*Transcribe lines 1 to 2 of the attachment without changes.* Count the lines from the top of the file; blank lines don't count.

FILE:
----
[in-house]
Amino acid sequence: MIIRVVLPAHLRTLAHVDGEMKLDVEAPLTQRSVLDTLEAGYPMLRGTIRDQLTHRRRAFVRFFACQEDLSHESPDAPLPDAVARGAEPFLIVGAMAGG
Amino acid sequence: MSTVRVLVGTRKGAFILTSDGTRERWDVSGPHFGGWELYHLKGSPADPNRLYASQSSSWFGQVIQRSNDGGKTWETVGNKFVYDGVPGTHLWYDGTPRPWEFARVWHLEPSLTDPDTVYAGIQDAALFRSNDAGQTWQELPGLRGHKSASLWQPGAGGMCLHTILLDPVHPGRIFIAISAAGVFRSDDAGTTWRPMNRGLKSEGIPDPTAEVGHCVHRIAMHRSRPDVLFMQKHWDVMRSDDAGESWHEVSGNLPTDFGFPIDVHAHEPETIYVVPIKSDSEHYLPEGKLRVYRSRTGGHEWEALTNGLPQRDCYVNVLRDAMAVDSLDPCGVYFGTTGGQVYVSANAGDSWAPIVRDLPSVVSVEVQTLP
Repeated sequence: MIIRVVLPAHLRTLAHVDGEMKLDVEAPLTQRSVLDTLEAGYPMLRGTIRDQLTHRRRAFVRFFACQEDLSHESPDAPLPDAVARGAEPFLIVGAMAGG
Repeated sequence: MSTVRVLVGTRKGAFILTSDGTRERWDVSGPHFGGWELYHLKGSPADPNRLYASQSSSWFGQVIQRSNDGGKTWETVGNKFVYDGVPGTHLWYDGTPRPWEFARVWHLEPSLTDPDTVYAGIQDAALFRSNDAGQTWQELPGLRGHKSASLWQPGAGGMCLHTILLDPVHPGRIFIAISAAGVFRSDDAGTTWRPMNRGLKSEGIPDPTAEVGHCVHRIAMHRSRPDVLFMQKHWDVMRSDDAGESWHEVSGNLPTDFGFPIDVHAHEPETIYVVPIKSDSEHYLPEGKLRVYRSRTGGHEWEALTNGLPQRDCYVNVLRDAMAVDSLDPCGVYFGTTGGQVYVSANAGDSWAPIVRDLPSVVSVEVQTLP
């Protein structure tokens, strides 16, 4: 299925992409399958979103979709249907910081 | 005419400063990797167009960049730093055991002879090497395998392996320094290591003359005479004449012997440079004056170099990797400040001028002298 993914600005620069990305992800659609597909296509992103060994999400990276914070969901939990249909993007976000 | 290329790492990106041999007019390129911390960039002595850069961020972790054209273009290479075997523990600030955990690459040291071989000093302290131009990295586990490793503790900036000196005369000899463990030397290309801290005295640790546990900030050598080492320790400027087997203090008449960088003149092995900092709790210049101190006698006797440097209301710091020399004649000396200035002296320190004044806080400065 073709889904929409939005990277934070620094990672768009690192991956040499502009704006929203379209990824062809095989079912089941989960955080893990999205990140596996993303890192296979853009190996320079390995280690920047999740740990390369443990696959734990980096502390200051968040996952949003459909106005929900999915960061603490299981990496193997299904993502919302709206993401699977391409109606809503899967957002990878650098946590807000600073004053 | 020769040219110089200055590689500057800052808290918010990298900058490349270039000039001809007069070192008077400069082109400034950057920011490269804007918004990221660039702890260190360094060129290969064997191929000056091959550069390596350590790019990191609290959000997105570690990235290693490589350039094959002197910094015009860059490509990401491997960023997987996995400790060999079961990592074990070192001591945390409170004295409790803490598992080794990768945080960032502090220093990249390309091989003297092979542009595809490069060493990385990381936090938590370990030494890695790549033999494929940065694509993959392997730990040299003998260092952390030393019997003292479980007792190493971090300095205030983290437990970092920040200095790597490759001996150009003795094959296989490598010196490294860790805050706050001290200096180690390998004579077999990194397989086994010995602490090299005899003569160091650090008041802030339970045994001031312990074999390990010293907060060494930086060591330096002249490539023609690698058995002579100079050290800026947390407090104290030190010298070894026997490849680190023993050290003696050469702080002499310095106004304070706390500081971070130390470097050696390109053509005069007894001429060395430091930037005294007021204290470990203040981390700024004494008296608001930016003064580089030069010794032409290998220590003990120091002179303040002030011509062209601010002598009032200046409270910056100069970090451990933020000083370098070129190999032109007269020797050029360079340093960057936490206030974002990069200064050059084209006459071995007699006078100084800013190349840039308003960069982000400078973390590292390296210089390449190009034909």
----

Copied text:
[in-house]
Amino acid sequence: MIIRVVLPAHLRTLAHVDGEMKLDVEAPLTQRSVLDTLEAGYPMLRGTIRDQLTHRRRAFVRFFACQEDLSHESPDAPLPDAVARGAEPFLIVGAMAGG